Building A Python-Based Search EngineΒΆ

Presenter: Daniel Lindsley

Track: IV


Search is an increasingly common request in all types of applications as the amount of data all of us deal with continues to grow. The technology/architecture behind search engines is wildly different from what many developers expect. This talk will give a solid grounding in the fundamentals of providing search using Python to flesh out these concepts in a simple library.

Primary author of Haystack

The Goal

  • teach you how search works
  • increase your comfort with other engines

Why should you care about search?

  • Standard crawlers have to scrape HTML
    • getting good content out of that can be a nightmare
  • You know the data model better than they do

  • Maybe it’s not a web app at all

Core Concepts

  • Document-based
    • never grep through a string
  • Inverted Index


Engine - the black box you hand a query to get results back

Documents - a text blob with optional metadata

Corpus - the collection of all the documents

Stopword - words that are filler (and, the, of)

Steming - finding the root of the word

Segments - the data that make up the overall index

Relevance - the algorithm used to rank the results

Faceting - providing results matching a certain criteria

Boost - a way to push up certain type of results to the top


  • Documents
    • The are not a row in the db
    • think blob of text + metadata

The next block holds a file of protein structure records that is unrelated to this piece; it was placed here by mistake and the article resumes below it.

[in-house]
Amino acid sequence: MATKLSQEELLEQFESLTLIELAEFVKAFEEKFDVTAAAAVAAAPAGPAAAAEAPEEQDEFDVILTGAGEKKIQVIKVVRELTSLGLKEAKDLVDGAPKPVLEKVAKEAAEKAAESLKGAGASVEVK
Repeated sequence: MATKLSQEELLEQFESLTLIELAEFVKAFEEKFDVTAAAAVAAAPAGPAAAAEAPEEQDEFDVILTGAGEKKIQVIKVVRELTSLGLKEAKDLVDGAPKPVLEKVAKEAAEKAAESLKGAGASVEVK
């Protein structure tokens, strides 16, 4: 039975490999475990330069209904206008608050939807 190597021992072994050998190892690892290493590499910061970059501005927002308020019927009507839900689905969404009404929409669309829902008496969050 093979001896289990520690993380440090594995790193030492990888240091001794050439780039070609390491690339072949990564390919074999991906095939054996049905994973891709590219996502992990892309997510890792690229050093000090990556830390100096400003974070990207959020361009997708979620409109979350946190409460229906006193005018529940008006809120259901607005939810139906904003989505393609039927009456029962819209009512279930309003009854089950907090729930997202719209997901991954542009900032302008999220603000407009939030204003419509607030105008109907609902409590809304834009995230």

• text quality is the most important thing
    • flat, not relational
    • denormalize, denormalize, denormalize!!!!
  • Tokenization
    • the process of taking the text blob and making it smaller word sized chunks
    • split on whitespace, lowercase, strip stopwords
    • the point is to normalize the tokens to work with when querying
  • Stemming
    • the process of finding the root word
    • find root works because of spelling mistakes or pluralization
    • these become the terms in the inverted index
    • Cons: really only works on the language it was built for
    • very hard to make work cross language
    • how do we solve this? - n-grams
  • n-grams
    • passes a “window” over the tokenized data

    • these become terms in the index

    • example gram size of 3 on hello
      • [‘hel’, ‘ell’, ‘llo’, ‘wor’, ‘ld’]
    • edge n-grams - typically uses multiple gram sizes
      • this works great for autocomplete
      • can also work across other languages
      • cons: generate a lot more terms and storage can be a problem
      • initially quality of search can suffer a little
  • inverted index
    • the heart of the engine - it’s how things work
    • like a dictionary - keys matter (terms from all docs)
    • stores position & document IDs
  • Segments
    • with a huge data structure it really can’t be in one file
    • lots of ways to do this
    • many follow Lucene
    • flat files and then hash the keys
    • terms will always be sorted
  • Searching
    • Three main components

    • Query Parser
      • take a users hand written query and parse it out to something the engine can tackle
      • do this the same way as you do with the index
    • Index reading
      • per-term, hash the term to get the right file
      • rip through & collect position and document collection
    • Scoring
      • we have terms now, but the are out of order

      • lots of choices
        • bm25, phased, google’s pagerank
  • Faceting
    • for a given field, collect all terms
    • count the length of the unique document ids for each
    • order by descending count
  • Boost
    • during the scoring process
    • If a condition is met, alter the score according
  • More like this
    • collect all the terms for a given document
    • can find other like terms in other documents
    • sotr based on how many times a document is seen in the set
    • more complete solutions use NLP to increase quality